Although many of our rated independent schools are weathering the COVID-19 pandemic reasonably well, we expect issuers with weaker demand and less financial flexibility will face greater stress in 2021. With a growing bifurcation in credit quality, we expect more negative actions at the lower end of the rating spectrum, while higher-rated issuers will see more stability, supported by healthy demand and resources.
Our rated universe, which includes some of the most prestigious independent schools in the country, has remained largely resilient to the headwinds presented by the COVID-19 pandemic, particularly because flexibility around in-person learning has supported stable-to-growing demand. However, enrollment, particularly within different segments of the student body, has fluctuated, with a direct impact on expected operating performance. Broader industry challenges loom, including affordability, pricing and expense pressure, shifts in competitive markets, demographic changes, and the effects of a slow economic recovery. In our opinion, lower-rated schools, which typically rely more heavily on tuition revenues to balance their budgets, are more vulnerable than higher-rated schools, which have substantial endowment funds to provide flexibility. Management's ability to respond strategically and quickly is key in determining whether these risks will affect overall credit quality. The questions below highlight what we believe will be the main drivers for credit quality over the next year.
Questions That Matter
1. Why is our sector view negative if most independent schools are experiencing stable-to-growing demand?
While public schools have wrestled with limited flexibility around in-person instruction or difficulties in transitioning to virtual learning, all of our rated independent schools are providing some option for in-person learning this school year, supported by larger or more flexible campuses and comparatively smaller student populations. However, this stable-to-growing demand hasn't necessarily led to higher enrollment across the board for the current school year. About 40% of our rated schools experienced some level of enrollment decline for fall 2020, either due to competitive factors, pressures facing certain segments of the student body, or through intentional strategies to de-densify campuses for health and safety reasons. Depending on the trajectory of the vaccine rollout and the effectiveness of COVID-19 containment, independent schools that experienced a bump in enrollment or demand this year could see levels normalize for fall 2021 or beyond, as public and other schools resume full in-person reopening plans. Since independent schools are highly dependent on tuition and student-related revenues, enrollment trends tend to drive financial results.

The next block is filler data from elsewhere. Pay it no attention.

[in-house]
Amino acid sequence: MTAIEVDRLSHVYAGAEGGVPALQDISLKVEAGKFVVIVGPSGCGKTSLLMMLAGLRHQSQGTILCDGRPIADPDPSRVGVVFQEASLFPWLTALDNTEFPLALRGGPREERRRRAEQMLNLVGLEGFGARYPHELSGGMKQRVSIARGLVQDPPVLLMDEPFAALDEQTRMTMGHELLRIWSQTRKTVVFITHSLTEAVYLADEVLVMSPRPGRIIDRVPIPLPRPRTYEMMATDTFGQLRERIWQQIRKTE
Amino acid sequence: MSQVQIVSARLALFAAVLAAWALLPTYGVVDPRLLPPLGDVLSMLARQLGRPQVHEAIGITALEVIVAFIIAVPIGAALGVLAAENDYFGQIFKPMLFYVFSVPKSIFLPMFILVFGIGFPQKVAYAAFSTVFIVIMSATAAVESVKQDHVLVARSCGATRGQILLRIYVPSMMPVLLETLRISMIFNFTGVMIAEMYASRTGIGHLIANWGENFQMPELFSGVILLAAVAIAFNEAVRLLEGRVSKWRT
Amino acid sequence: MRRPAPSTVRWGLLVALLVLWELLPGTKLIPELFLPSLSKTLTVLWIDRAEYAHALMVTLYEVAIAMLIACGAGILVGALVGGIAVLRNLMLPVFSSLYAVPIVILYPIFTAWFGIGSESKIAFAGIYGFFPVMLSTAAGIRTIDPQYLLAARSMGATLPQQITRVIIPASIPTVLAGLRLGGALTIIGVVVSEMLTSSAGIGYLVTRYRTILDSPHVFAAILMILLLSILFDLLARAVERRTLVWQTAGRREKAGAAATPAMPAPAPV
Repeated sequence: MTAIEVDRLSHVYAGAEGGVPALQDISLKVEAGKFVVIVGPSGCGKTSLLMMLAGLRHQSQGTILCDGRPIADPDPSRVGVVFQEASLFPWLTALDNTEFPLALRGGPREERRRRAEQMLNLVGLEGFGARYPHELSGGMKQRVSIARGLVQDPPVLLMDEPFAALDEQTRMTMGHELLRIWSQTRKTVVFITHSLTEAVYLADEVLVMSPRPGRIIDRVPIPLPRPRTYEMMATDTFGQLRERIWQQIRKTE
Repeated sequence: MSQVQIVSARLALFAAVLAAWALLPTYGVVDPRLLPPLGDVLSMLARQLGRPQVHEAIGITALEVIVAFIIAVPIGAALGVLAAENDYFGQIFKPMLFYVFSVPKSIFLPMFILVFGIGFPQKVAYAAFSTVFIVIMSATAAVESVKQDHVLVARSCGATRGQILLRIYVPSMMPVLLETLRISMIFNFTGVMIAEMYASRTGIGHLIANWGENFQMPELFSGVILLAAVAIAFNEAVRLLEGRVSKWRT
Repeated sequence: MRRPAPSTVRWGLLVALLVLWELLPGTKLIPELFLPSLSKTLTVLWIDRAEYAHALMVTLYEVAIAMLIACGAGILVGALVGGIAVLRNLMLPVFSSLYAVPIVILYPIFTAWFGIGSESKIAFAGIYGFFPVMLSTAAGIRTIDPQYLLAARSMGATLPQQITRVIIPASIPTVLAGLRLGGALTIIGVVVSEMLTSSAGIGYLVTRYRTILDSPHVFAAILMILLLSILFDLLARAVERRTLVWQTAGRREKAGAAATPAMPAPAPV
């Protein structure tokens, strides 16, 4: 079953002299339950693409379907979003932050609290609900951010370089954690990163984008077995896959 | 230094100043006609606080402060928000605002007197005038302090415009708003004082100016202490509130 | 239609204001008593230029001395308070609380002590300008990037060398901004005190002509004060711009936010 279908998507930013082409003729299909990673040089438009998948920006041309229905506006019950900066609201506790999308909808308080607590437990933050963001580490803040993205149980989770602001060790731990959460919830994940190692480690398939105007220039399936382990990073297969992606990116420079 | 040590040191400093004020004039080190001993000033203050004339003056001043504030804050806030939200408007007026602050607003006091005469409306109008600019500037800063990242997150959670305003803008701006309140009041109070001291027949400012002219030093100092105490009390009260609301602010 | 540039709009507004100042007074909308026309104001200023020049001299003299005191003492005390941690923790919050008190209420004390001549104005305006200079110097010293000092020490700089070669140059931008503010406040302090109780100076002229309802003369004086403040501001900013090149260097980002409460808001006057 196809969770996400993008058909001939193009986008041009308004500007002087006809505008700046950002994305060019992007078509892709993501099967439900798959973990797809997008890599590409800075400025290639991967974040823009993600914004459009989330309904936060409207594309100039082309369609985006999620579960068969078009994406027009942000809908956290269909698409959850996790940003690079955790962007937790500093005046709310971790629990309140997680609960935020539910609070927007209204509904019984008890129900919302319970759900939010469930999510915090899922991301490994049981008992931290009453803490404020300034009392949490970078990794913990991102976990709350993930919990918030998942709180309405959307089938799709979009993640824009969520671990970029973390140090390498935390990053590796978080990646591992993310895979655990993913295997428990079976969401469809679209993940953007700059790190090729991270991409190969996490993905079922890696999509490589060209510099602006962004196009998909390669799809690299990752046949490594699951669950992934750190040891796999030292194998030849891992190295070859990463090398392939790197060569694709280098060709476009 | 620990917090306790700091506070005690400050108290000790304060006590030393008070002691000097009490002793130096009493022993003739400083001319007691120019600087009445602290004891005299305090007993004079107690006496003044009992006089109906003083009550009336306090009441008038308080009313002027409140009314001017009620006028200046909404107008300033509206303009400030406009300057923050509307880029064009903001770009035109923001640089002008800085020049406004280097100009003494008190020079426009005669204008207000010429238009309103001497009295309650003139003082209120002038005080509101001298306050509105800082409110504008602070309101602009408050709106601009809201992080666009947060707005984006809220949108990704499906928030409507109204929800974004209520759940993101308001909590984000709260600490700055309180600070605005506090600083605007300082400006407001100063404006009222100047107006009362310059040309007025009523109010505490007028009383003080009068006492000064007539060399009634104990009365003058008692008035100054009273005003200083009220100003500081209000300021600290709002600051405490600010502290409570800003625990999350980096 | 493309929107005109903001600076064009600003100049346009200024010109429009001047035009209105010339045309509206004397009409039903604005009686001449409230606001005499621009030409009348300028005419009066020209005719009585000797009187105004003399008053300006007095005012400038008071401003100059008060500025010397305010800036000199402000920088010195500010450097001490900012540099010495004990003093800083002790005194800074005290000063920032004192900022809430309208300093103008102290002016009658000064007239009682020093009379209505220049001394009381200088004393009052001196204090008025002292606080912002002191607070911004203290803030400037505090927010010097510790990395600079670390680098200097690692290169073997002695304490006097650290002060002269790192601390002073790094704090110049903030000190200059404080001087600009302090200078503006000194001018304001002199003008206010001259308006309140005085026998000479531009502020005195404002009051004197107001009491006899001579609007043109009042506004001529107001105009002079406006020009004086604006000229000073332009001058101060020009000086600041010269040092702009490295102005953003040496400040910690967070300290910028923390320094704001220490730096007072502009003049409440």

How this will shape 2021
We expect uneven enrollment trends and shifts in student composition. Enrollment increased by about 1% across our rated universe this year, although these figures ranged from a decline of slightly more than 13% to an increase of slightly above 6%, and the story is very school-specific. Beyond overall enrollment trends, we could start to see sustained shifts in student composition--between boarding, day, virtual, international, or even between preschool and lower school versus upper school enrollment. These student segments have varying impacts on operational budgets and reflect different longer-term considerations, as we expect shifts in enrollment composition will continue.
The geopolitical and public health climate will continue to influence international enrollment trends. More than half of our rated independent schools enroll international students, who are diverse members of the student community and as mostly full-pay students, serve as an important source of revenue. The combination of visa restrictions and the coronavirus led to much uncertainty for this school year, although ultimately a good portion of international students were either able to travel to campus or remain engaged via distance learning. Should uncertainty around travel, public health concerns, or other restrictions extend into fall 2021, this could further affect international student trends.
What we think and why
If history repeats itself, pandemic pressures could cause small schools to get smaller. In the wake of the Great Recession, many small independent schools experienced increased attrition rates. In some ways, the impact of the pandemic could be even more broad than that of a pure financial downturn. This can exacerbate pressures at smaller schools, where each student is critical to sustaining operating margins and financial flexibility, particularly for those schools with declining enrollment, weaker demand, or modest resources. Generally, higher-rated schools have maintained stable-to-growing enrollment this school year, while lower-rated issuers have faced challenges, some of which predated the pandemic but have since become magnified.